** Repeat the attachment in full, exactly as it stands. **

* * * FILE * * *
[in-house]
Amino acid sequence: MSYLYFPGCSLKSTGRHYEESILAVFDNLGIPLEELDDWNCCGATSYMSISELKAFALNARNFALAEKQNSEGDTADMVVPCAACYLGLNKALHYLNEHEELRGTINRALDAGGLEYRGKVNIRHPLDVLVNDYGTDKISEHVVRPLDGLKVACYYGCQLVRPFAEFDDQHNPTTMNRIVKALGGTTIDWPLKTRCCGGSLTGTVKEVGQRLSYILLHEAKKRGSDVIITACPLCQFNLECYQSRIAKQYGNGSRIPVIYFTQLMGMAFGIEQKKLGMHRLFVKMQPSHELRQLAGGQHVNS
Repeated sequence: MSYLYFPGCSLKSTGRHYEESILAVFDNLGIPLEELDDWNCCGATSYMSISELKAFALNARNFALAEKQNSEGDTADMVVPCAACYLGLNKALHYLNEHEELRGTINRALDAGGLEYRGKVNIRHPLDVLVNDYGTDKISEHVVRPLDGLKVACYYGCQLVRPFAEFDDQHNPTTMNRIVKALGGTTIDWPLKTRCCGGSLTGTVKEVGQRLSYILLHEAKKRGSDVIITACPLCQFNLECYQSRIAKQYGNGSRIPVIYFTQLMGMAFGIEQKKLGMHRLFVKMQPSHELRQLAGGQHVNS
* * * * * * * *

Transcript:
[in-house]
Amino acid sequence: MSYLYFPGCSLKSTGRHYEESILAVFDNLGIPLEELDDWNCCGATSYMSISELKAFALNARNFALAEKQNSEGDTADMVVPCAACYLGLNKALHYLNEHEELRGTINRALDAGGLEYRGKVNIRHPLDVLVNDYGTDKISEHVVRPLDGLKVACYYGCQLVRPFAEFDDQHNPTTMNRIVKALGGTTIDWPLKTRCCGGSLTGTVKEVGQRLSYILLHEAKKRGSDVIITACPLCQFNLECYQSRIAKQYGNGSRIPVIYFTQLMGMAFGIEQKKLGMHRLFVKMQPSHELRQLAGGQHVNS
Repeated sequence: MSYLYFPGCSLKSTGRHYEESILAVFDNLGIPLEELDDWNCCGATSYMSISELKAFALNARNFALAEKQNSEGDTADMVVPCAACYLGLNKALHYLNEHEELRGTINRALDAGGLEYRGKVNIRHPLDVLVNDYGTDKISEHVVRPLDGLKVACYYGCQLVRPFAEFDDQHNPTTMNRIVKALGGTTIDWPLKTRCCGGSLTGTVKEVGQRLSYILLHEAKKRGSDVIITACPLCQFNLECYQSRIAKQYGNGSRIPVIYFTQLMGMAFGIEQKKLGMHRLFVKMQPSHELRQLAGGQHVNS